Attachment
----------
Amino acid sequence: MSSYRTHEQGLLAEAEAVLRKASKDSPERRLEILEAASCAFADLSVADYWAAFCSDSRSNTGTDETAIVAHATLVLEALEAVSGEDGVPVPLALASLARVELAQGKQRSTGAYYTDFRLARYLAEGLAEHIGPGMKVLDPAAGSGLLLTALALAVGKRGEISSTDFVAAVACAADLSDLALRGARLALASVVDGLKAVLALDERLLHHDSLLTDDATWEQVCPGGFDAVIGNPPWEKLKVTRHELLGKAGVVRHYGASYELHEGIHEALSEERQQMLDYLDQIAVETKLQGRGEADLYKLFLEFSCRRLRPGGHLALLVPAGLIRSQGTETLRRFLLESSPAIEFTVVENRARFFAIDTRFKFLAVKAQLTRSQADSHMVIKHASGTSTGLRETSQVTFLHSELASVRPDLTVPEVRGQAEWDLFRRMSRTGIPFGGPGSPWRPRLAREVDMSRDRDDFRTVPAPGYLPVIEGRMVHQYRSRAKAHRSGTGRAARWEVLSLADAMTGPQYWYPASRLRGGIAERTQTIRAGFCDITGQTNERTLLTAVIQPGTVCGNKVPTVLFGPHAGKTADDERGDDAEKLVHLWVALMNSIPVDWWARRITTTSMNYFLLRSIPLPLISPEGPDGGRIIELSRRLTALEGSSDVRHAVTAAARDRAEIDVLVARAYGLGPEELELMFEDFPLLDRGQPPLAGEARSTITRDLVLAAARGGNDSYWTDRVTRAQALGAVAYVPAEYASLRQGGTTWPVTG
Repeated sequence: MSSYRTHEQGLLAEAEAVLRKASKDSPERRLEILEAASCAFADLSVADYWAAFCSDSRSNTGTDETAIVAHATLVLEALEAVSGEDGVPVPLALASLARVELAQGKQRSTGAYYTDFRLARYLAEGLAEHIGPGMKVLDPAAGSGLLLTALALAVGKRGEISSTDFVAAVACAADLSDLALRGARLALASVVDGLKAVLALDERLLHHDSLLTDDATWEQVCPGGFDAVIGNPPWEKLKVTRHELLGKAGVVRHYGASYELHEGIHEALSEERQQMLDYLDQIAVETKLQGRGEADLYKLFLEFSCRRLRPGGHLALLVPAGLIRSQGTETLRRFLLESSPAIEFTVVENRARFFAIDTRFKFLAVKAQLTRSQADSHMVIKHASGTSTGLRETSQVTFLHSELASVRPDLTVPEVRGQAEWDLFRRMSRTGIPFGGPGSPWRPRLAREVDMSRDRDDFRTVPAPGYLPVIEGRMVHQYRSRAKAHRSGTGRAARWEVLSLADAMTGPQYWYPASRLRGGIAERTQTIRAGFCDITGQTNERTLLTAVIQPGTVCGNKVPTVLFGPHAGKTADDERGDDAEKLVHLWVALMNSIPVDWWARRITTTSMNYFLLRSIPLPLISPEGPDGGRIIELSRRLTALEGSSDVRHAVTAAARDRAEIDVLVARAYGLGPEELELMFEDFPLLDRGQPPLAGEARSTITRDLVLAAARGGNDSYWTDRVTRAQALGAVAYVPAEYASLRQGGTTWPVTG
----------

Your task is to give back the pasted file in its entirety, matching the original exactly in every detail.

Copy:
Amino acid sequence: MSSYRTHEQGLLAEAEAVLRKASKDSPERRLEILEAASCAFADLSVADYWAAFCSDSRSNTGTDETAIVAHATLVLEALEAVSGEDGVPVPLALASLARVELAQGKQRSTGAYYTDFRLARYLAEGLAEHIGPGMKVLDPAAGSGLLLTALALAVGKRGEISSTDFVAAVACAADLSDLALRGARLALASVVDGLKAVLALDERLLHHDSLLTDDATWEQVCPGGFDAVIGNPPWEKLKVTRHELLGKAGVVRHYGASYELHEGIHEALSEERQQMLDYLDQIAVETKLQGRGEADLYKLFLEFSCRRLRPGGHLALLVPAGLIRSQGTETLRRFLLESSPAIEFTVVENRARFFAIDTRFKFLAVKAQLTRSQADSHMVIKHASGTSTGLRETSQVTFLHSELASVRPDLTVPEVRGQAEWDLFRRMSRTGIPFGGPGSPWRPRLAREVDMSRDRDDFRTVPAPGYLPVIEGRMVHQYRSRAKAHRSGTGRAARWEVLSLADAMTGPQYWYPASRLRGGIAERTQTIRAGFCDITGQTNERTLLTAVIQPGTVCGNKVPTVLFGPHAGKTADDERGDDAEKLVHLWVALMNSIPVDWWARRITTTSMNYFLLRSIPLPLISPEGPDGGRIIELSRRLTALEGSSDVRHAVTAAARDRAEIDVLVARAYGLGPEELELMFEDFPLLDRGQPPLAGEARSTITRDLVLAAARGGNDSYWTDRVTRAQALGAVAYVPAEYASLRQGGTTWPVTG
Repeated sequence: MSSYRTHEQGLLAEAEAVLRKASKDSPERRLEILEAASCAFADLSVADYWAAFCSDSRSNTGTDETAIVAHATLVLEALEAVSGEDGVPVPLALASLARVELAQGKQRSTGAYYTDFRLARYLAEGLAEHIGPGMKVLDPAAGSGLLLTALALAVGKRGEISSTDFVAAVACAADLSDLALRGARLALASVVDGLKAVLALDERLLHHDSLLTDDATWEQVCPGGFDAVIGNPPWEKLKVTRHELLGKAGVVRHYGASYELHEGIHEALSEERQQMLDYLDQIAVETKLQGRGEADLYKLFLEFSCRRLRPGGHLALLVPAGLIRSQGTETLRRFLLESSPAIEFTVVENRARFFAIDTRFKFLAVKAQLTRSQADSHMVIKHASGTSTGLRETSQVTFLHSELASVRPDLTVPEVRGQAEWDLFRRMSRTGIPFGGPGSPWRPRLAREVDMSRDRDDFRTVPAPGYLPVIEGRMVHQYRSRAKAHRSGTGRAARWEVLSLADAMTGPQYWYPASRLRGGIAERTQTIRAGFCDITGQTNERTLLTAVIQPGTVCGNKVPTVLFGPHAGKTADDERGDDAEKLVHLWVALMNSIPVDWWARRITTTSMNYFLLRSIPLPLISPEGPDGGRIIELSRRLTALEGSSDVRHAVTAAARDRAEIDVLVARAYGLGPEELELMFEDFPLLDRGQPPLAGEARSTITRDLVLAAARGGNDSYWTDRVTRAQALGAVAYVPAEYASLRQGGTTWPVTG